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Genomic, Proteomic, Morphological, and Phylogenetic Analyses of vB_EcoP_SU10, a Podoviridae Phage with C3 Morphology
Stockholm University, Faculty of Science, Department of Molecular Biosciences, The Wenner-Gren Institute.
Stockholm University, Faculty of Science, Department of Molecular Biosciences, The Wenner-Gren Institute.
Stockholm University, Faculty of Science, Department of Molecular Biosciences, The Wenner-Gren Institute.
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2014 (English)In: PLoS ONE, ISSN 1932-6203, E-ISSN 1932-6203, Vol. 9, no 12, e116294Article in journal (Refereed) Published
Abstract [en]

A recently isolated phage, vB_EcoP_SU10 (SU10), with the unusual elongated C3 morphotype, can infect a wide range of Escherichia coli strains. We have sequenced the genome of this phage and characterized it further by mass spectrometry based proteomics, transmission electron microscopy (TEM), scanning electron microscopy (SEM), and ultra-thin section electron microscopy. The genome size is 77,327 base pairs and its genes, and genome architecture, show high similarity to the phiEco32 phage genes and genome. The TEM images reveal that SU10 have a quite long tail for being a Podoviridae phage, and that the tail also changes conformation upon infection. The ultra-thin section electron microscopy images of phages at the stage of replication within the host cell show that the phages form a honeycomb-like structure under packaging of genomes and assembly of mature capsids. This implies a tight link between the replication and cutting of the concatemeric genome, genome packaging, and capsid assembly. We have also performed a phylogenetic analysis of the structural genes common between Podoviridae phages of the C1 and C3 morphotypes. The result shows that the structural genes have coevolved, and that they form two distinct groups linked to their morphotypes. The structural genes of C1 and C3 phages appear to have diverged around 280 million years ago applying a molecular clock calibrated according to the presumed split between the Escherichia - Salmonella genera.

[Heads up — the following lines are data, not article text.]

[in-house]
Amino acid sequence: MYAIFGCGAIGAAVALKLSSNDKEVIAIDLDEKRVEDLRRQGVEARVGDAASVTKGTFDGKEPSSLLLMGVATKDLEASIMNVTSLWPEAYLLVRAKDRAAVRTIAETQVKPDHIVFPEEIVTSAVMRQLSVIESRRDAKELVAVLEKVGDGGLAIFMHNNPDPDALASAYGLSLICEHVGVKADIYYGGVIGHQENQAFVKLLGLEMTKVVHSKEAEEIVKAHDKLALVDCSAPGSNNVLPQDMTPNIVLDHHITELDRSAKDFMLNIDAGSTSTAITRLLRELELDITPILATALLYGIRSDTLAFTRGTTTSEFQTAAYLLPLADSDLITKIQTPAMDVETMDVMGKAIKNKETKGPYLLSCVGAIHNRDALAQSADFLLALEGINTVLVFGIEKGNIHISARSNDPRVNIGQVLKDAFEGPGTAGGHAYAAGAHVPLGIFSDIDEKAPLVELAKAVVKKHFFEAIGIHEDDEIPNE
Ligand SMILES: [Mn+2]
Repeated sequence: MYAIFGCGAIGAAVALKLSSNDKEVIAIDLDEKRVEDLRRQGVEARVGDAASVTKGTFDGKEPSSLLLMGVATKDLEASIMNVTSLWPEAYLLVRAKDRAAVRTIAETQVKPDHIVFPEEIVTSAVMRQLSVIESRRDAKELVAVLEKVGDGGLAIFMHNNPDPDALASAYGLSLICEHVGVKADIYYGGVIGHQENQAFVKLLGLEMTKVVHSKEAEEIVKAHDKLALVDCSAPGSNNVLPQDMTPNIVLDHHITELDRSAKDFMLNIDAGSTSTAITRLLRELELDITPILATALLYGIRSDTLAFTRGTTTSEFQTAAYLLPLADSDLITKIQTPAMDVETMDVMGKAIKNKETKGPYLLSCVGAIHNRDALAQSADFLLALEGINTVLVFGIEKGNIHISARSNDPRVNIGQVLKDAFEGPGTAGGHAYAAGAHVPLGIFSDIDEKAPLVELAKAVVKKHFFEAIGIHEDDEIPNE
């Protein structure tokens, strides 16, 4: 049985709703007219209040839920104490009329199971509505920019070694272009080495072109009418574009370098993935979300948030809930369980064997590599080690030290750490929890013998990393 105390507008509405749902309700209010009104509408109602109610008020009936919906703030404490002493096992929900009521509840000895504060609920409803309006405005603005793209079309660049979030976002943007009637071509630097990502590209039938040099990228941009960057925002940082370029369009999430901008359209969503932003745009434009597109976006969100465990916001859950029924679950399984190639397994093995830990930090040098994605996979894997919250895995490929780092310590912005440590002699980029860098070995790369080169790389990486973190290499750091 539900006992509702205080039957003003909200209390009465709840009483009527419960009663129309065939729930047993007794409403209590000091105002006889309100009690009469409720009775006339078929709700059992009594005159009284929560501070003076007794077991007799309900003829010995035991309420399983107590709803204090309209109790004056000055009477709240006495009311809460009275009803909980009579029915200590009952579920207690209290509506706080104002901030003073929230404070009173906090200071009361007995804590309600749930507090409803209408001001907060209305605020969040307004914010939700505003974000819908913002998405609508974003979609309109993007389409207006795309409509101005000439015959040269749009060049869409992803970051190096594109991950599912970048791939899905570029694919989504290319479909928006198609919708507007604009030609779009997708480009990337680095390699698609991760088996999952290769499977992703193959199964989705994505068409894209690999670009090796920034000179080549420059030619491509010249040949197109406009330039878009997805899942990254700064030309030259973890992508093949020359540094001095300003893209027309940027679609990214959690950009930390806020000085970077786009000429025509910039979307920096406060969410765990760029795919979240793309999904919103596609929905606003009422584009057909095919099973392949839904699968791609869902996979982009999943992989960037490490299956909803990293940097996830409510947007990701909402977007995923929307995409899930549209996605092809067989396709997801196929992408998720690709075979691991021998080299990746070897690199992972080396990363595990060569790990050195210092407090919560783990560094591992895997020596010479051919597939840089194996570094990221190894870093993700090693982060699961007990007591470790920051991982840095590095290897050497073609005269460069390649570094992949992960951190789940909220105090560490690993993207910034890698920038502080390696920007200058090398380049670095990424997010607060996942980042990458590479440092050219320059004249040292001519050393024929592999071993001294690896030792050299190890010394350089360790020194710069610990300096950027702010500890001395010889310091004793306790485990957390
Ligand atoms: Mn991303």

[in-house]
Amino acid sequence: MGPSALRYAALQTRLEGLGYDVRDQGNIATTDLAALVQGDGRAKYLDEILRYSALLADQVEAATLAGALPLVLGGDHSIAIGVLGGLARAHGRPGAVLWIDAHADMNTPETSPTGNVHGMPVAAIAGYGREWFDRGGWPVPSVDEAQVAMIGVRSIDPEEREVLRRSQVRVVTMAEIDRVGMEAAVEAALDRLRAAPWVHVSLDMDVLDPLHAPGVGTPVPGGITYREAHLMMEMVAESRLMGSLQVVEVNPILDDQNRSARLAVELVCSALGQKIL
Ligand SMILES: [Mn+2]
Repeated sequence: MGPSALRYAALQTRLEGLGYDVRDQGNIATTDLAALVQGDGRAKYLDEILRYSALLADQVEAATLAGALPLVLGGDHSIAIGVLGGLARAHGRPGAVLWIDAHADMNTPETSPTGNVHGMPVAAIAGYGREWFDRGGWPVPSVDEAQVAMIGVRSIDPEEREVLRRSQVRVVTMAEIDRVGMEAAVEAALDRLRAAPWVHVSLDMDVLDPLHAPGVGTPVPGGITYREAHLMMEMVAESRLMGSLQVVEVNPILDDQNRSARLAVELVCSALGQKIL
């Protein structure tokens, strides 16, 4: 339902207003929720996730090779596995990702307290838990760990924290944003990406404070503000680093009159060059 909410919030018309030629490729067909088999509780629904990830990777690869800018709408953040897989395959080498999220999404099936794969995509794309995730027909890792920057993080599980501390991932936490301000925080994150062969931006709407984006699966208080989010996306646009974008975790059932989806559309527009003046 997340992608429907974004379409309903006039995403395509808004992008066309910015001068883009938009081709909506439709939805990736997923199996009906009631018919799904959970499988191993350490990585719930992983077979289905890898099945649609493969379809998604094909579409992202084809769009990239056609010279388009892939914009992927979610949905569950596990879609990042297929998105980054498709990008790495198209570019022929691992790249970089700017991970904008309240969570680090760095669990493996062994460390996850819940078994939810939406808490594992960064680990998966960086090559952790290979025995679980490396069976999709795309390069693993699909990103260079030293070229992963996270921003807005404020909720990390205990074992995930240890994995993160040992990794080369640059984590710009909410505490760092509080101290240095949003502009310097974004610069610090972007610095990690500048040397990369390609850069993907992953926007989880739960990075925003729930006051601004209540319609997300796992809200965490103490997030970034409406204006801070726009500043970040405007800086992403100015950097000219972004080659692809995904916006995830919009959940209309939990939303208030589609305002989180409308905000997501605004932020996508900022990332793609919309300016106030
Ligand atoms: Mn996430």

Place, publisher, year, edition, pages
2014. Vol. 9, no 12, e116294
National Category
Biological Sciences Microbiology in the medical area
Research subject
Molecular Genetics
Identifiers
URN: urn:nbn:se:su:diva-113563DOI: 10.1371/journal.pone.0116294ISI: 000347119100128OAI: oai:DiVA.org:su-113563DiVA: diva2:786532
Note

AuthorCount:5;

Available from: 2015-02-05 Created: 2015-02-04 Last updated: 2017-12-05Bibliographically approved
In thesis
1. Bacterial viruses targeting multi-resistant Klebsiella pneumoniae and Escherichia coli
Open this publication in new window or tab >>Bacterial viruses targeting multi-resistant Klebsiella pneumoniae and Escherichia coli
2015 (English)Doctoral thesis, comprehensive summary (Other academic)
Abstract [en]

The global increase in antibiotic resistance levels in bacteria is a growing concern to our society and highlights the need for alternative strategies to combat bacterial infections. Bacterial viruses (phages) are the natural predators of bacteria and are as diverse as their hosts, but our understanding of them is limited. The current levels of knowledge regarding the role that phage play in the control of bacterial populations are poor, despite the use of phage therapy as a clinical therapy in Eastern Europe.